Constitution protection report (2015)[18]

Russia is mentioned in the context of North Caucasus conflicts, as the situation in Chechnya and Dagestan influence the security climate in Austria, which is home to a significant Chechen community. 2014 report states that “economic problems, hopelessness, the violation of human rights, organized crime, and ethnically or religiously motivated tensions contribute to the instability of this region.”
Earlier reports mentioned Russian secret services activity in Austria. The latest incident was in 2011, when a Russian secret agent couple with Austrian identity documents was arrested in Germany. Investigation “significantly substantiated the suspicion of illegal activity.”

[1] Malek, M. and Luif, P., Austria, Chapter 14 in M. David, J. Gower and H. Haukkala, ‘National Perspectives on Russia: European Foreign Policy in the Making?’, Routledge 2013.

[2] http:/‌‌/‌‌‌‌press/‌‌news/‌‌2016/‌‌february/‌‌article258865/‌‌

[3] http:/‌‌/‌‌‌‌en/‌‌austria-defies-us-eu-over-south-stream-during-putin-visit/‌‌a-17734602

[4] http:/‌‌/‌‌‌‌economy/‌‌919356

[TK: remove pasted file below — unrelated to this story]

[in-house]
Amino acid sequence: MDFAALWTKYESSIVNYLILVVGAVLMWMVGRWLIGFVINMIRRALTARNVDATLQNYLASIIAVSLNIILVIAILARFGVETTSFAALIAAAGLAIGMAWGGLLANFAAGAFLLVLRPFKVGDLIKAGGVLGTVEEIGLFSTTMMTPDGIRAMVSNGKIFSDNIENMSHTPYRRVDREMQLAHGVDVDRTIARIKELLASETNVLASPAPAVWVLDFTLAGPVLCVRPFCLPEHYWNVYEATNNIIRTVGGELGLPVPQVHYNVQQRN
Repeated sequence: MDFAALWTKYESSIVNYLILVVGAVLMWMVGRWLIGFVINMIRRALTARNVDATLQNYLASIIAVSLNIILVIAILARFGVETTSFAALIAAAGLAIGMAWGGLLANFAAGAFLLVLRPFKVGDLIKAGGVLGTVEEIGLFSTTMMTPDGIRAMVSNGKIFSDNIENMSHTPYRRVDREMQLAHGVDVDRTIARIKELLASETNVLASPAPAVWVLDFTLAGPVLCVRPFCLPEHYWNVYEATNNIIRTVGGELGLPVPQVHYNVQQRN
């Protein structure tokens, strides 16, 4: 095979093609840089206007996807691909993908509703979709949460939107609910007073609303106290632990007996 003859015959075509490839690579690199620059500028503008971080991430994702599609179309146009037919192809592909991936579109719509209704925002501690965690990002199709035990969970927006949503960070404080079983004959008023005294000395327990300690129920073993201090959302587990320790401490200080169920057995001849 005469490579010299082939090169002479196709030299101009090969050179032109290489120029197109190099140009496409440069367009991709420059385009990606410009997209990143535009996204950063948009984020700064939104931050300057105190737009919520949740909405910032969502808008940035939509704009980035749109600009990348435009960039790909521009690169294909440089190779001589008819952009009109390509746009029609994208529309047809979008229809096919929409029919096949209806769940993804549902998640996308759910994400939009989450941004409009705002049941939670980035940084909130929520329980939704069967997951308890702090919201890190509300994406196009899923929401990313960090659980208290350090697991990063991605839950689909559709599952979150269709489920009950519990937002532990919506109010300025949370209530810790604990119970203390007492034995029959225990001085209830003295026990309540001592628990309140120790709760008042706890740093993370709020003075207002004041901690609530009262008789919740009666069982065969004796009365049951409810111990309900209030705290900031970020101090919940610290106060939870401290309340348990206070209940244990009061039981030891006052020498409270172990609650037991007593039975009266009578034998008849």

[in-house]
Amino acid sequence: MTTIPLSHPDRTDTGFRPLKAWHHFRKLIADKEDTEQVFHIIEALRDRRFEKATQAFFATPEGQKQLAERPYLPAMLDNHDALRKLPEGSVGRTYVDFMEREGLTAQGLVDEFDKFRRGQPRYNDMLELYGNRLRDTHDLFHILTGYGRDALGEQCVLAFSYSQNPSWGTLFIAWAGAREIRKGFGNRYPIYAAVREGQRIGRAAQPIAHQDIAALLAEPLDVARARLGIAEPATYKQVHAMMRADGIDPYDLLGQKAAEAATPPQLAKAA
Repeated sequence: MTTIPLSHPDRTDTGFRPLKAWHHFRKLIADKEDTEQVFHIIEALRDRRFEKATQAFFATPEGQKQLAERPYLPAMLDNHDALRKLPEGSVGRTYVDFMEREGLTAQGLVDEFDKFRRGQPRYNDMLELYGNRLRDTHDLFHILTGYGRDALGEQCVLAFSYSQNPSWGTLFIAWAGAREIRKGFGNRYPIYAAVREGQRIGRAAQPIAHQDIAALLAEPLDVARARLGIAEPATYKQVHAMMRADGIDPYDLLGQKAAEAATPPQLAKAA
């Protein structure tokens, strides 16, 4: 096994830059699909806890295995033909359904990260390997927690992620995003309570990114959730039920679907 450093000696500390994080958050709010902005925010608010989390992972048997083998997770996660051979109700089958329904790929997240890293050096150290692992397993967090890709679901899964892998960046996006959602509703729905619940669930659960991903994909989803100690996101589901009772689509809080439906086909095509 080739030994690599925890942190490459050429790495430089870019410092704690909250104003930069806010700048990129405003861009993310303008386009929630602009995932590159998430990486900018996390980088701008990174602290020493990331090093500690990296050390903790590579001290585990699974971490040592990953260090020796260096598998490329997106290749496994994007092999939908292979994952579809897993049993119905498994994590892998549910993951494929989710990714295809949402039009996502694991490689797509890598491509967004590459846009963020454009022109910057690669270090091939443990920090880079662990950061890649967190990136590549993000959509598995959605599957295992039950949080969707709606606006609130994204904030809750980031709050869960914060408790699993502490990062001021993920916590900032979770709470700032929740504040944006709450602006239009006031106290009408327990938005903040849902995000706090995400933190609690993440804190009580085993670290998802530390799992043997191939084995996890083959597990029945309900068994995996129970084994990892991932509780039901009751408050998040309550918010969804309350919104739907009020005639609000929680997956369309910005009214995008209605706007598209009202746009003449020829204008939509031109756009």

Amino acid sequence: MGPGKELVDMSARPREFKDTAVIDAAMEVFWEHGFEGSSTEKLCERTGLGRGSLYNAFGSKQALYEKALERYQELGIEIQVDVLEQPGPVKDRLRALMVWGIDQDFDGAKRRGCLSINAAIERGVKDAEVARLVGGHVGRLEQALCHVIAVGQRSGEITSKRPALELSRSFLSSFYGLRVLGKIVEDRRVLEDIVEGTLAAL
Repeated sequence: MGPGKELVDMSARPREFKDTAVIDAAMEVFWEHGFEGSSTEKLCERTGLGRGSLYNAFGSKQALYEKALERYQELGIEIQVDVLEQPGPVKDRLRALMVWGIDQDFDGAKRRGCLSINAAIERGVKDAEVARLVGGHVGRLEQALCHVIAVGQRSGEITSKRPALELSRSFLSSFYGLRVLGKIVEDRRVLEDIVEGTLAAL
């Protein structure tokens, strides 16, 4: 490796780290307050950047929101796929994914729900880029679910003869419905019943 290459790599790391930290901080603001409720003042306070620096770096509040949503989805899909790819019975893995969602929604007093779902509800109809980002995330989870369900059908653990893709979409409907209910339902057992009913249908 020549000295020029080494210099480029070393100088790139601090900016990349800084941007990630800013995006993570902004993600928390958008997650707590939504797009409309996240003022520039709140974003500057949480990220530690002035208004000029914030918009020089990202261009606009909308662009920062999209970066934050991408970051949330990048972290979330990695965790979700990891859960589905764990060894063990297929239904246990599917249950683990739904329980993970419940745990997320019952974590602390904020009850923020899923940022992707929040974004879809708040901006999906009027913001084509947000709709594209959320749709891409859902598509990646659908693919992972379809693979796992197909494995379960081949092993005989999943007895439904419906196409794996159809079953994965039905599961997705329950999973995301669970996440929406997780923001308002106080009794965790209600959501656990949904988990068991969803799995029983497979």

[5] https:/‌‌/‌‌‌‌article/‌‌russia-pushes-tesla-pipeline-through-balkans/‌‌

[6] http:/‌‌/‌‌‌‌articles/‌‌2016/‌‌12/‌‌omv-gazprom-sign-asset-swap-agreement.html

[7] “Production costs in Siberia are about a fifth of what OMV is spending in the North Sea” – OMV CEO Rainer Seele https:/‌‌/‌‌‌‌news/‌‌articles/‌‌2016-04-01/‌‌gazprom-omv-to-swap-upstream-assets-in-deepening-of-old-ties

[8] Malek, M. and Luif, P., Austria, in National Perspectives on Russia.

[9] Malek, M. and Luif, P., Austria, in National Perspectives on Russia.

[10] http:/‌‌/‌‌‌‌post/‌‌151393343766/‌‌new-book-details-russian-spying-in-austria

[11] http:/‌‌/‌‌‌‌news/‌‌worldnews/‌‌europe/‌‌austria/‌‌11003898/‌‌

[12] Malek, M. and Luif, P., Austria, in National Perspectives on Russia.

[13] http:/‌‌/‌‌‌‌debate/‌‌what_‌next_‌for_‌eu_‌russia_‌policy

[14] http:/‌‌/‌‌‌‌scorecard/‌‌2016/‌‌countries/‌‌austria

[15] https:/‌‌/‌‌‌‌fileadmin/‌‌user_‌‌upload/‌‌Zentrale/‌‌Ministerium/‌‌Schwerpunkte/‌‌HBM_‌‌long-term_‌‌priorities.pdf

[16] https:/‌‌‌/‌‌‌‌‌‌fileadmin/‌‌‌user_‌‌upload/‌‌‌Zentrale/‌‌‌Publikationen/‌‌‌AEPB/‌‌‌Foreign_‌‌and_‌‌European_‌‌Policy_‌‌Report_‌‌2014.pdf